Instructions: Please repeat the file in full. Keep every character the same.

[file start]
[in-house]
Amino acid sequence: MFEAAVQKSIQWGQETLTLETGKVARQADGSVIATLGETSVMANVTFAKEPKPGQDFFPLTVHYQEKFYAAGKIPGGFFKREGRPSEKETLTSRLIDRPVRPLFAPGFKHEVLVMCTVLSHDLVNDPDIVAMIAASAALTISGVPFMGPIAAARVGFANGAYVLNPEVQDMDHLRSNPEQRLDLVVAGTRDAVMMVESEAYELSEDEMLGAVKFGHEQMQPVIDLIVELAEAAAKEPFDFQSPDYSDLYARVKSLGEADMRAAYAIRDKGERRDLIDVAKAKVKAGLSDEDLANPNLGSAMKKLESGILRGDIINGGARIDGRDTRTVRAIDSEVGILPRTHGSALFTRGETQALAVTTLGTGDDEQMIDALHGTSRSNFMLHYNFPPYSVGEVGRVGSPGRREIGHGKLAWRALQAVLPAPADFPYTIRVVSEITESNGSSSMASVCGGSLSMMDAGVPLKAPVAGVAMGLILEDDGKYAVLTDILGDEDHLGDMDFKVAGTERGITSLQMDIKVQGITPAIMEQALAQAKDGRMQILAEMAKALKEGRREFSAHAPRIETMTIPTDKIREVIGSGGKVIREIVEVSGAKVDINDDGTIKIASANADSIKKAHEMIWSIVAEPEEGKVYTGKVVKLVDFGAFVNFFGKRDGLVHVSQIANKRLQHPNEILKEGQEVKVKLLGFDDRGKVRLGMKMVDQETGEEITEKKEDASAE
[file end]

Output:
[in-house]
Amino acid sequence: MFEAAVQKSIQWGQETLTLETGKVARQADGSVIATLGETSVMANVTFAKEPKPGQDFFPLTVHYQEKFYAAGKIPGGFFKREGRPSEKETLTSRLIDRPVRPLFAPGFKHEVLVMCTVLSHDLVNDPDIVAMIAASAALTISGVPFMGPIAAARVGFANGAYVLNPEVQDMDHLRSNPEQRLDLVVAGTRDAVMMVESEAYELSEDEMLGAVKFGHEQMQPVIDLIVELAEAAAKEPFDFQSPDYSDLYARVKSLGEADMRAAYAIRDKGERRDLIDVAKAKVKAGLSDEDLANPNLGSAMKKLESGILRGDIINGGARIDGRDTRTVRAIDSEVGILPRTHGSALFTRGETQALAVTTLGTGDDEQMIDALHGTSRSNFMLHYNFPPYSVGEVGRVGSPGRREIGHGKLAWRALQAVLPAPADFPYTIRVVSEITESNGSSSMASVCGGSLSMMDAGVPLKAPVAGVAMGLILEDDGKYAVLTDILGDEDHLGDMDFKVAGTERGITSLQMDIKVQGITPAIMEQALAQAKDGRMQILAEMAKALKEGRREFSAHAPRIETMTIPTDKIREVIGSGGKVIREIVEVSGAKVDINDDGTIKIASANADSIKKAHEMIWSIVAEPEEGKVYTGKVVKLVDFGAFVNFFGKRDGLVHVSQIANKRLQHPNEILKEGQEVKVKLLGFDDRGKVRLGMKMVDQETGEEITEKKEDASAE